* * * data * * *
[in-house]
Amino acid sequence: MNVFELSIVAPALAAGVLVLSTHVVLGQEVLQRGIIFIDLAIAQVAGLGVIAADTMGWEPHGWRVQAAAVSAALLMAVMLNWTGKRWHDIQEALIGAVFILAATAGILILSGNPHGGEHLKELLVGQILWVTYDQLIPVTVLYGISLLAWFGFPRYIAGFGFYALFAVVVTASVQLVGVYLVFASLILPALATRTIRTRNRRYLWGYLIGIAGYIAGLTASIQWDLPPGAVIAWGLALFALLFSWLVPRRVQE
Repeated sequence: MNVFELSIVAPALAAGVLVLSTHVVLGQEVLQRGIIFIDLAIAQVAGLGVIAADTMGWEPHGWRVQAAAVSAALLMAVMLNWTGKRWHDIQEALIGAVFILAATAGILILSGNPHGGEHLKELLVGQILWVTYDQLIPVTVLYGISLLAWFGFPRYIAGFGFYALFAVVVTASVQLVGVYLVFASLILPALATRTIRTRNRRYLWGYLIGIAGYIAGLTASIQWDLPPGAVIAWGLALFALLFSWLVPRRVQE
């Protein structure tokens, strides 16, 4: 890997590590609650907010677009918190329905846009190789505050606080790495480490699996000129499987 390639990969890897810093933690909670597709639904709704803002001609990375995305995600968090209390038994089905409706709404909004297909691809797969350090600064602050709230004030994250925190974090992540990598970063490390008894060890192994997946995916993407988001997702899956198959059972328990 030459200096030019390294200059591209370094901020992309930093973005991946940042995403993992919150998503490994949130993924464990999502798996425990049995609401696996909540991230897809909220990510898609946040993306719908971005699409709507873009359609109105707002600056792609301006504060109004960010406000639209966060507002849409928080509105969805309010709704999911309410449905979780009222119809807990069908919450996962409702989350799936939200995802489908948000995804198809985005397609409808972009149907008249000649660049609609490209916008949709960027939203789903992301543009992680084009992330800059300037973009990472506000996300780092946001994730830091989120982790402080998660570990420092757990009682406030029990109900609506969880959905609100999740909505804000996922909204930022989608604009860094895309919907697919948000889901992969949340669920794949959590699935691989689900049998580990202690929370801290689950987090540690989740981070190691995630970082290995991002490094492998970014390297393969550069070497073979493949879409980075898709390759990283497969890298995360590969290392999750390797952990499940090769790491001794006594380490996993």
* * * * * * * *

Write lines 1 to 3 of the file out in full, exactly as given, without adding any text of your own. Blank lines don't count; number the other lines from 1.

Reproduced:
[in-house]
Amino acid sequence: MNVFELSIVAPALAAGVLVLSTHVVLGQEVLQRGIIFIDLAIAQVAGLGVIAADTMGWEPHGWRVQAAAVSAALLMAVMLNWTGKRWHDIQEALIGAVFILAATAGILILSGNPHGGEHLKELLVGQILWVTYDQLIPVTVLYGISLLAWFGFPRYIAGFGFYALFAVVVTASVQLVGVYLVFASLILPALATRTIRTRNRRYLWGYLIGIAGYIAGLTASIQWDLPPGAVIAWGLALFALLFSWLVPRRVQE
Repeated sequence: MNVFELSIVAPALAAGVLVLSTHVVLGQEVLQRGIIFIDLAIAQVAGLGVIAADTMGWEPHGWRVQAAAVSAALLMAVMLNWTGKRWHDIQEALIGAVFILAATAGILILSGNPHGGEHLKELLVGQILWVTYDQLIPVTVLYGISLLAWFGFPRYIAGFGFYALFAVVVTASVQLVGVYLVFASLILPALATRTIRTRNRRYLWGYLIGIAGYIAGLTASIQWDLPPGAVIAWGLALFALLFSWLVPRRVQE